“Many People Who Do Bad Things Are Not Bad People”

Bit by bit, I shared more of my truth, however ugly, each time I returned.

Healing/Trauma reporting is made possible by Lisa Harris & Company, a personal development company that helps high-achieving women shift narratives and reclaim their power through the lens of their own life stories.

April Chouinard at Solace Apartments in Saint Peter, photo by Sarah Whiting

In 2018, I had charges against me in five different counties in Minnesota, ranging from theft and tampering with motor vehicles to fifth-degree possession and child endangerment. I lost my children in an emergency removal of custody after a family member found syringes loaded with methamphetamine in my bedside table drawer, well within reach of my children, ages two to eight.

I became violently resentful. I felt I was owed a beautiful life that had been ripped away from me. Every obstacle I faced was someone else’s fault, and I felt myself to be a helpless victim of circumstance. I was dishonest with others, manipulative, and would say whatever I felt would make someone want to help me. The world owed me, and I thought everyone should feel sorry for me.

I was convicted of drug charges in Nicollet County and placed on supervised probation. My probation officer had genuine compassion for those of us who struggled with addiction. Eventually I learned of the Nicollet County Treatment Court team. Judge Allison Krehbiel oversees the program that seeks to reform people who, in her words, “have done bad things but are not inherently bad people.”



Trapped in a Cycle

I was what the recovery community deems a “chronic relapser.” For reasons unknown to me at the time, I was trapped in a cycle — a conviction to stay sober and turn my life around, then phenomenal craving and relapse. Over and over again.

After my fourth probation violation due to chemical use in 2019, I was facing a year in jail and losing the weekends I was finally able to spend with my daughters. I asked to become a participant in treatment court and was approved. My life has continually changed in the most awesome ways since.

I began to develop a sense of fellowship with people recovering from alcoholism because of the mandatory 12-step program. I came back from a relapse with a portable breathalyzer. Head hung low, hood up, I expected to be a disappointment to my new friends. To my surprise, they joked with me about their own relapses and were sincerely happy I had shown up.

I began to realize my voice that day. Bit by bit, I shared more of my truth, however ugly, each time I returned.

The treatment court I experienced succeeds at looking at people simply as individuals with struggles. Participants develop genuine relationships with people most of us are taught to fear and see as villains.

It is about two sides in a system coming together to promote healing.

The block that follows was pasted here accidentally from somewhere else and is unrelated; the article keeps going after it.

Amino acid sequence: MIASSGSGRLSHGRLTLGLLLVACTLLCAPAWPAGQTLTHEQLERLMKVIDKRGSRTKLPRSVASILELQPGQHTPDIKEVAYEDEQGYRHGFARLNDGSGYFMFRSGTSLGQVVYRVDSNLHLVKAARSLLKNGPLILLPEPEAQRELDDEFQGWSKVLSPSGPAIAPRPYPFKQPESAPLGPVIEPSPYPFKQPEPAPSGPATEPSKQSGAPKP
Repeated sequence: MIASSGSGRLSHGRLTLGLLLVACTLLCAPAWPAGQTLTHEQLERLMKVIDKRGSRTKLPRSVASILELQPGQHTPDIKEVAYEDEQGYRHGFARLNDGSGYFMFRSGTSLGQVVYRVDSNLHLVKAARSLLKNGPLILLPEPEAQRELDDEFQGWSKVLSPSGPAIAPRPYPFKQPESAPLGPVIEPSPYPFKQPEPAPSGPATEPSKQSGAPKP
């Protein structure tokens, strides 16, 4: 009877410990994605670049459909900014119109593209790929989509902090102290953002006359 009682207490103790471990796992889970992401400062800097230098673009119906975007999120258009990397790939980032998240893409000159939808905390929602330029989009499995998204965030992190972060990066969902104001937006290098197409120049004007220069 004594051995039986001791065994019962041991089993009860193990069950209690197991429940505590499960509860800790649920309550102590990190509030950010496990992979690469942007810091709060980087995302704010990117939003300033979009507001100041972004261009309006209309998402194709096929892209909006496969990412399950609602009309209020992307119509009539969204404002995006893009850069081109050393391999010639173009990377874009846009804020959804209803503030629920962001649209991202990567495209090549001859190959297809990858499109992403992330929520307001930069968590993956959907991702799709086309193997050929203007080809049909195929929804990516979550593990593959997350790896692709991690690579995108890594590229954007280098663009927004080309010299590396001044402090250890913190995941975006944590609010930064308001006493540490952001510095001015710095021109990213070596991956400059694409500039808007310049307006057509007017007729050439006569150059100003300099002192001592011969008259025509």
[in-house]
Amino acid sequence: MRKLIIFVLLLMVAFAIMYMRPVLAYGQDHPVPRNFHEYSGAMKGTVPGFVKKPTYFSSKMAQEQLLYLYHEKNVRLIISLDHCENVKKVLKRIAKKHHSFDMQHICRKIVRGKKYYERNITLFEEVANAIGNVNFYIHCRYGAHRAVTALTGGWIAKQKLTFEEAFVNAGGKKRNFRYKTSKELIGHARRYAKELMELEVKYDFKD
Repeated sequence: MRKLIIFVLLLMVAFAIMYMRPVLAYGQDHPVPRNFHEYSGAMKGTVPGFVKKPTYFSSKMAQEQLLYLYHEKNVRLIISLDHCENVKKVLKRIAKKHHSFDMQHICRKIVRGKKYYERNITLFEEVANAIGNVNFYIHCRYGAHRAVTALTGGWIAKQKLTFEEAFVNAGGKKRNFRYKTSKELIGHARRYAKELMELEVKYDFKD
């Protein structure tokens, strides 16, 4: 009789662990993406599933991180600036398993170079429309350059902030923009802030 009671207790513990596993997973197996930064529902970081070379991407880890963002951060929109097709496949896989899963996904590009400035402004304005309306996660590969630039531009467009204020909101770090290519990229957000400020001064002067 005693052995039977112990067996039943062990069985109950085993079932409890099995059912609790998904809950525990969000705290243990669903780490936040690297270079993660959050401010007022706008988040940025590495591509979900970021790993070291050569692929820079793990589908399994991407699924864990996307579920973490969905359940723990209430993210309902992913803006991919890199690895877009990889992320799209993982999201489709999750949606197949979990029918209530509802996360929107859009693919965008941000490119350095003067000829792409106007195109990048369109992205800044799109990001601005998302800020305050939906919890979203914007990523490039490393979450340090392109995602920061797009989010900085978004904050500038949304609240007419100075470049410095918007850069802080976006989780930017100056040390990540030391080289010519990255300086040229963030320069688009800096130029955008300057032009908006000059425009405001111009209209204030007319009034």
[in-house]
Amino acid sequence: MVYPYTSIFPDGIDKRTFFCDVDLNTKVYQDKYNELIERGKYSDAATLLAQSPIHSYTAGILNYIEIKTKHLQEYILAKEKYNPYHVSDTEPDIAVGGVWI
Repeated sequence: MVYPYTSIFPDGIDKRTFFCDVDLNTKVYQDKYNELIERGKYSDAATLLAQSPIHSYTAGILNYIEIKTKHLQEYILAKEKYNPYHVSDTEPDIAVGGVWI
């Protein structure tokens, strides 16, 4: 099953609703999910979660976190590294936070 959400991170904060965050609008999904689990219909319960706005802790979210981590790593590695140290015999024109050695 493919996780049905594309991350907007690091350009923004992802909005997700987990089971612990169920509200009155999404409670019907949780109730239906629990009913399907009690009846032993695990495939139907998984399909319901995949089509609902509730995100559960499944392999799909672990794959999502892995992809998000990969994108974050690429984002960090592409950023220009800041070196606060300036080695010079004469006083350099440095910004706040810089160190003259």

Experiencing Love in Treatment Court

My mother passed away when I was young, and my dad honestly could not be a father after that. He did the best that he could, but I hopped around from place to place. Most parental figures I connected with were drug addicts or drunks. I was vulnerable and had no one to teach, guide, or protect me. I became a young mother.

April Chouinard (l) with Judge Allison Krehbiel

From the age of 13, when my mom got sick, until I was 33, I had no discipline, structure, or sense of accountability.

Treatment Court changed everything for me. When I stood in front of Judge Krehbiel for the first time, she spoke to me in a way that I originally thought was incredibly inappropriate. I was scrutinized for bad parenting and seeking attention from men. I also was told that I am intelligent, capable, and worth more than relapses and the dishonest life I was living.

Judge Krehbiel works with a team of professionals — including mental health and legal specialists — to serve people in Brown, Nicollet, and Watonwan Counties. She asks them to help her help us, and carefully considers the input she is given. She loves us all until we can love ourselves. She is open and kind, and makes people feel like they are worth something.

Judge Krehbiel never gave up on me. She convinced me that I was going to do profound things in recovery, and here I am. I am using my story, my testimony, to help others recognize their own potential. I am now a Certified Peer Recovery Specialist, building a team of other people in recovery to fight against the addiction epidemic in Nicollet and Blue Earth Counties.

The team that enfolded around me during two years of the treatment court program enabled me to create a beautiful ripple of light that serves the public, that serves me, and by extension serves my children.

As I was preparing to write this reflection, I had a chance to sit down with Judge Kreihbel for a conversation about what the treatment court process meant to me. I was able to express to her my appreciation for being the maternal figure I missed having when I was young.

While we talked, she braided my daughter’s hair. It is a warm, comforting image I will never forget.